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New WA Bill Gives Minors Safer Access to Gender and Reproductive Care While Unhoused

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New WA Bill Gives Minors Safer Access to Gender and Reproductive Care While Unhoused

Contributions from FāVS from readers like you make this news story possible. Thank you.

News Story by Cassy Benefield

The recent passage of SB 5599 — a Washington Senate bill that supports minors who need shelter and are seeking protected healthcare services — awaits Governor Jay Inslee’s signature.

Currently, if a minor arrives at a youth shelter and comes from an abusive or neglectful home, shelter staff can delay contacting parents within the 24 to 72-hour window that is required by the state.

Instead they would contact the Department of Children, Youth, and Families (DCYF), who would then help the minor access a shelter and services they need immediately, with the goal of reunifying the families if possible.

SB 5599 adds youth needing access to reproductive and gender care who are not feeling safe at home to receive those services to the list of circumstances that can delay parental contact. Situations that qualify for the delayed contact include a minor being kicked out of their home or not being supported at home in their identity and the inability to receive gender or reproductive care in their current living situation.

Bill’s Support

chandler wheeler
Chandler Wheeler (they/them), Odyssey Youth Movement Outreach Manager / Contributed

Chandler Wheeler (they/them), Odyssey Youth Movement’s Outreach Manager, views this bill as a success in term of youth autonomy and safety.

“SB 5599 allows licensed shelters to instead contact the DCYF if the youth is receiving protected healthcare (such as gender-affirming care) and expresses concern that they would not be able to access this care if they returned to their parent/guardian,” Wheeler wrote in an email to FāVS News on May 3.

Under Washington’s current healthcare access laws, minors of any age can access abortion and birth control services without adult consent.

Minors of any age can also receive gender care treatment that includes puberty blockers and/or hormone blockers depending upon the provider without adult consent as part of birth control services. And minors need to be 13 or older to get consultations related to gender identity as part of outpatient mental health treatment without adult consent.

“To be clear, SB 5599 does not amend laws regarding who can get medical care or at what age,” Senator Andy Billig’s policy staff wrote FāVS in a May 3 email. “It removes a barrier to accessing shelter. It’s important to keep in mind that these shelters are not offering medical care — they are just offering a safe space to get off the streets and to then access things like longer-term housing services, case management, potentially behavioral health services, etc.”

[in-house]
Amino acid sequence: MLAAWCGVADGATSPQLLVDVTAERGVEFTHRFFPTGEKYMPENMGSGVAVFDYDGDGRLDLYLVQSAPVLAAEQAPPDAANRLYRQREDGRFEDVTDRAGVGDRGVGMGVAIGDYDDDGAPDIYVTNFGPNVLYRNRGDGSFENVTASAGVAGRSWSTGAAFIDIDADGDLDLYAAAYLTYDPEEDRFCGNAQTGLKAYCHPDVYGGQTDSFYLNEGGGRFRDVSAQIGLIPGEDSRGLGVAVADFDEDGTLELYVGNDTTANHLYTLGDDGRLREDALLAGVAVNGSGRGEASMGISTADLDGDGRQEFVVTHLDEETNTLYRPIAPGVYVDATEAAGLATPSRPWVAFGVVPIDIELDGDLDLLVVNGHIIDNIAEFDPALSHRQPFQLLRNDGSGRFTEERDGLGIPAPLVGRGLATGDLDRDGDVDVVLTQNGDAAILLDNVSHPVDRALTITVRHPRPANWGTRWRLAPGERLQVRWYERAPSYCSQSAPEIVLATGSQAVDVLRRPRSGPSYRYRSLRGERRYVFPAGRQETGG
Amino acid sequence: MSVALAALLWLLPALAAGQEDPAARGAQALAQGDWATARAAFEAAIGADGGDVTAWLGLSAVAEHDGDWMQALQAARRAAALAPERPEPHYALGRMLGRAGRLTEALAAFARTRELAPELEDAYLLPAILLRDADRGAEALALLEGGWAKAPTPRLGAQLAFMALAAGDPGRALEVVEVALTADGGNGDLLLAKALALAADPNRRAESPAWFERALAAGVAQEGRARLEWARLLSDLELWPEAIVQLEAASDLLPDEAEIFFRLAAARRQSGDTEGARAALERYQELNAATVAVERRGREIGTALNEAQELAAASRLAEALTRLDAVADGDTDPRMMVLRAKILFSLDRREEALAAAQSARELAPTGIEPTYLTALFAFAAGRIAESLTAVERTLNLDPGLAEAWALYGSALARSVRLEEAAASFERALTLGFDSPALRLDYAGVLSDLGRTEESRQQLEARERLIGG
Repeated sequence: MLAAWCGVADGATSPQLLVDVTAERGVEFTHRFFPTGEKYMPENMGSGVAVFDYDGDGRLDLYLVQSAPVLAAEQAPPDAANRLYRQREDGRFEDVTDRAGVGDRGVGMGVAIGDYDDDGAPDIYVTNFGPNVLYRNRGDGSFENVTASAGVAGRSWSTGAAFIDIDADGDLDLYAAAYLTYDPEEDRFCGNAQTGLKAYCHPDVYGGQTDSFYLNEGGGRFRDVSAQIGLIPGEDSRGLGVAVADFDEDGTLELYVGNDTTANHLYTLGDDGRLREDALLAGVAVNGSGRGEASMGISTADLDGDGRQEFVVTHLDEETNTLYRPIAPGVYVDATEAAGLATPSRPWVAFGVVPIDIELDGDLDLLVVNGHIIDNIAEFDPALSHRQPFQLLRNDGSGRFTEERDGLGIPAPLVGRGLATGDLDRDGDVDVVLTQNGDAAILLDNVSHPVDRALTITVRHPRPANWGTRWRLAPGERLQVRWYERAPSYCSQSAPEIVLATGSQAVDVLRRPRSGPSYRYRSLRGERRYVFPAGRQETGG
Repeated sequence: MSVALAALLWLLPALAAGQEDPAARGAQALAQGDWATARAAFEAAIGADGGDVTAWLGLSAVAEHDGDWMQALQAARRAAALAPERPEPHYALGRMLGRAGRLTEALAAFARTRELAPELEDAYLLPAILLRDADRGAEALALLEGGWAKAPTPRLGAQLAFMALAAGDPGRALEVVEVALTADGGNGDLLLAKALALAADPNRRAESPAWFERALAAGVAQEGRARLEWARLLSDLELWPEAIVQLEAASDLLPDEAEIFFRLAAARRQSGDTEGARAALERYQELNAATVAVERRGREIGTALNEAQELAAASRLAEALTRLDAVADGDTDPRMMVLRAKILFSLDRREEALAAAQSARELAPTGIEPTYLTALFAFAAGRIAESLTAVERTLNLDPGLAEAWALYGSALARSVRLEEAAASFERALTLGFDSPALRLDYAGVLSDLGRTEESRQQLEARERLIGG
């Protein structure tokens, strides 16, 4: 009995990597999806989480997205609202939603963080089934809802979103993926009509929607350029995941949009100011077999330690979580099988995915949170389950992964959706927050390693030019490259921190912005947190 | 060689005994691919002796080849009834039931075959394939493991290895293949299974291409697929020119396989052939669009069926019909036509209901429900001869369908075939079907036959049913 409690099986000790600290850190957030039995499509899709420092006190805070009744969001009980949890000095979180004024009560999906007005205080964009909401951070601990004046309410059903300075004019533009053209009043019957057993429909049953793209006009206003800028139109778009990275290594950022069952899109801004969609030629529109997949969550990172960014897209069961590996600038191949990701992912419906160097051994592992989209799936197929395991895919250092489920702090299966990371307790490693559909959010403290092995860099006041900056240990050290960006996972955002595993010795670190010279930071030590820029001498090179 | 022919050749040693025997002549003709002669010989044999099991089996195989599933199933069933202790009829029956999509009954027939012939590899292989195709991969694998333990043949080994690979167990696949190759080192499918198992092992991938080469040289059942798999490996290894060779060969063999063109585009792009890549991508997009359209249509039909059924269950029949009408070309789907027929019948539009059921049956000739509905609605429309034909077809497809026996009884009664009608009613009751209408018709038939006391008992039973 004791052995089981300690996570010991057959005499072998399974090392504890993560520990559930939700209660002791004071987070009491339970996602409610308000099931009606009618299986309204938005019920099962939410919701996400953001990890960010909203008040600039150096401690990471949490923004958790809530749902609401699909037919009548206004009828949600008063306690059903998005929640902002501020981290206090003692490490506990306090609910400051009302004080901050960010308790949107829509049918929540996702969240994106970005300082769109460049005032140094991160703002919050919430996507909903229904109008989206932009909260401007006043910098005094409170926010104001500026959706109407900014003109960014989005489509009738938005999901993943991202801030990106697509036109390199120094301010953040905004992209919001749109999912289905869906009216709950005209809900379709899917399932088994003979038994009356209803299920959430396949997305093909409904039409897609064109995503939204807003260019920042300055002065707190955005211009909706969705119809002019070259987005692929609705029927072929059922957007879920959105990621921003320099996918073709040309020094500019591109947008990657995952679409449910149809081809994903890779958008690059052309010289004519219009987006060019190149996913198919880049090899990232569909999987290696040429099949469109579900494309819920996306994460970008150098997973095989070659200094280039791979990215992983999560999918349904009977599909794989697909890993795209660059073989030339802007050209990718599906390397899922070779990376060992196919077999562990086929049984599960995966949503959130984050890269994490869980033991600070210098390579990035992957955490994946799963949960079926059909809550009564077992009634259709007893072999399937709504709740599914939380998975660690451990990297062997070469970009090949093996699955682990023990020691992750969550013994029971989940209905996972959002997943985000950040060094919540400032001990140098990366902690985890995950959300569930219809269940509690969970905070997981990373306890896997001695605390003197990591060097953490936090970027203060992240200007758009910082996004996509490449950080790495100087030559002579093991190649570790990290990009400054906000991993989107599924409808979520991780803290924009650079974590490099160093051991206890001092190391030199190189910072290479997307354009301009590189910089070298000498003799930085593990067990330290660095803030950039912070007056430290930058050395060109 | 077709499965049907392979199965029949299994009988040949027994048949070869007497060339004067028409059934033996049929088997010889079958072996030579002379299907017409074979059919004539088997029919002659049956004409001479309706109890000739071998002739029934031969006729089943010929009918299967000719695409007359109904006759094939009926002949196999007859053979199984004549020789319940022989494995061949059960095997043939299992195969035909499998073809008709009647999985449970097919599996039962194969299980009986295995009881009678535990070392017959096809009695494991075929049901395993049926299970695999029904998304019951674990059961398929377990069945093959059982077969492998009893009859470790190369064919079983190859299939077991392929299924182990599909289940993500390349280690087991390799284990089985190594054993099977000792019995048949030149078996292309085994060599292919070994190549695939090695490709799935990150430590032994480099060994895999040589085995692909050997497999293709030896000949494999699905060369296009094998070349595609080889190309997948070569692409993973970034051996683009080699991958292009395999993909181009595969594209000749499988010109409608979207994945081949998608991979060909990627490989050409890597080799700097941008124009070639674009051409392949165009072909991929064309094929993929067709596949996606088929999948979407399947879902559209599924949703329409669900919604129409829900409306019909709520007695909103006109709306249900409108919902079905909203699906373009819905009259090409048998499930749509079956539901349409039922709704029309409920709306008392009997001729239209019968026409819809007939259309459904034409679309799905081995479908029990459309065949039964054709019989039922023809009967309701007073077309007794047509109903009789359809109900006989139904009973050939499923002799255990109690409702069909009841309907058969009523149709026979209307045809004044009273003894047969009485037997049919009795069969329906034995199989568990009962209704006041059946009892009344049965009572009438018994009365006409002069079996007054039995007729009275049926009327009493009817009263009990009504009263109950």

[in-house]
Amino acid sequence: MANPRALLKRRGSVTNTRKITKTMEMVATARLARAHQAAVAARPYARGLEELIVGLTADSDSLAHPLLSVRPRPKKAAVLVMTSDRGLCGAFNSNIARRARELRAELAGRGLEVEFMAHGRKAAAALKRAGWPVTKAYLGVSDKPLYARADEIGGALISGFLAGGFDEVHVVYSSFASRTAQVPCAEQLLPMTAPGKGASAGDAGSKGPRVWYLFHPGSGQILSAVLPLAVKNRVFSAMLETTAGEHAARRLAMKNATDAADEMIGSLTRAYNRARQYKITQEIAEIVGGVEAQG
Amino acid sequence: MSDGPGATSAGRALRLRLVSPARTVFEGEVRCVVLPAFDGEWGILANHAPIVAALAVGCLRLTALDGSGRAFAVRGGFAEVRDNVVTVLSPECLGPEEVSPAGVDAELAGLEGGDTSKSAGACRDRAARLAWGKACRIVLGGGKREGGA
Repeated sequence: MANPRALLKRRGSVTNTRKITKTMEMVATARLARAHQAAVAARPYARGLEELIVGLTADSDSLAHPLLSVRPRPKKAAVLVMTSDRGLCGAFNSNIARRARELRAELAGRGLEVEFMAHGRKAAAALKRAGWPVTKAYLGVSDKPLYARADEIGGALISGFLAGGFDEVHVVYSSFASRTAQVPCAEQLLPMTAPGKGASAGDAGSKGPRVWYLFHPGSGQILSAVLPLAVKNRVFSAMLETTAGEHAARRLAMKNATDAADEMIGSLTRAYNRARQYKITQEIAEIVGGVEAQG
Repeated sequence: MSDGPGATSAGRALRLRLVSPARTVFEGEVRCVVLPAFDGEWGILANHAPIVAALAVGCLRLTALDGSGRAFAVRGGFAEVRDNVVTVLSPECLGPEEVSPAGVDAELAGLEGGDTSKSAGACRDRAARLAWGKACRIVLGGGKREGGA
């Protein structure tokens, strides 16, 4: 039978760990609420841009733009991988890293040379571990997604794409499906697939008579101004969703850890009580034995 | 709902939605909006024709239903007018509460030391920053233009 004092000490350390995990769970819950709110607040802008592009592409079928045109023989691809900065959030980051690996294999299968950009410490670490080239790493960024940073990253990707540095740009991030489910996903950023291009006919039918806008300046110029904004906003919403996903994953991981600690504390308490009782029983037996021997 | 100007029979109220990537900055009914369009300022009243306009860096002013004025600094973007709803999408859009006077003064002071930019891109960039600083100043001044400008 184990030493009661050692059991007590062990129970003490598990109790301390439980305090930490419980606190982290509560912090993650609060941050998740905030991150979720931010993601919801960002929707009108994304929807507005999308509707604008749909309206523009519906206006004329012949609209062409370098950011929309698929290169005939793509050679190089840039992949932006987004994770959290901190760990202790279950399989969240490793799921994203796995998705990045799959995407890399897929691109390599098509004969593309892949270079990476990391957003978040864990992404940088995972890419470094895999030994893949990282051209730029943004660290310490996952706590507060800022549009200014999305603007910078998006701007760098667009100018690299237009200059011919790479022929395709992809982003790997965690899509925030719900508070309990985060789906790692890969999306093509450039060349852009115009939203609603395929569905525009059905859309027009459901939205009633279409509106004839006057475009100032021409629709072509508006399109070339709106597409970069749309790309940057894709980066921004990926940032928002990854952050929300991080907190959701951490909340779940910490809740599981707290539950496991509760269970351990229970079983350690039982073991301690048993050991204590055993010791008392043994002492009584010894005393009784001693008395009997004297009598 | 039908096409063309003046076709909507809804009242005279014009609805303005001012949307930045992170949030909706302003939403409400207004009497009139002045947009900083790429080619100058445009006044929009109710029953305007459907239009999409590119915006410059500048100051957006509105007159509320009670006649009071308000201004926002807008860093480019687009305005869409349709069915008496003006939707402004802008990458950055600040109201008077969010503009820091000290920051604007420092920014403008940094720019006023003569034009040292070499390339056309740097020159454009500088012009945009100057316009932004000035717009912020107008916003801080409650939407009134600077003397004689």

High Rates of Trans Youth Homelessness

According to the 2021 Trevor Project Homelessness Report, homelessness and housing instability were reported at higher rates among transgender and nonbinary youth — 38% of transgender girls/women, 39% of transgender boys/men and 35% of nonbinary youth — compared to 23% of cisgender LGBQ youth.

Statistics like these further Wheeler’s support of SB 5599.

“When taking into account the fact that a significant portion of trans youth will face housing insecurity or homelessness, allowing licensed shelter organizations to make considerations for trans youth safety is incredibly important,” they said.

Still, the opposition views the help in this bill as no help at all, but a hindrance to the child’s health and welfare.

Bill’s Opposition

Suzanne Schmidt
Rep. Suzanne Schmidt, 4th Legislative District / Contributed

Representative Suzanne Schmidt, a Republican who represents Washington’s 4th Legislative District, which covers the northern part of Spokane, voted no to SB 5599.

She says reproductive and gender care should fit the same category of the state’s prohibition of minors from smoking tobacco, cannabis and vaping pipes. The state does so because they don’t think minors are mature enough to understand the effects or the consequences of such a decision, she continues.

“This bill would allow a 13-year-old child to leave home to seek gender transition or an abortion against their parents’ will, and the State of Washington is going to step in and create a barrier between the child and the parent causing irreversible damage to both the child and the parent,” Schmidt wrote in an email to FāVS on May 3.

Sen. Mike Padden
Sen. Mike Padden, 4th Legislative District / Contributed

Senator Mike Padden, a Republican who also represents the 4th District voted no as well. He thought the bill diminished parental rights.

“The Legislature’s job should be to help bring families together, not help take them apart or to create situations in which parents are not notified about their children’s whereabouts,” Padden wrote in a May 5 email to FāVS. “This was a tough session for parents and parental rights, and the passage of SB 5599 is a key reason why.”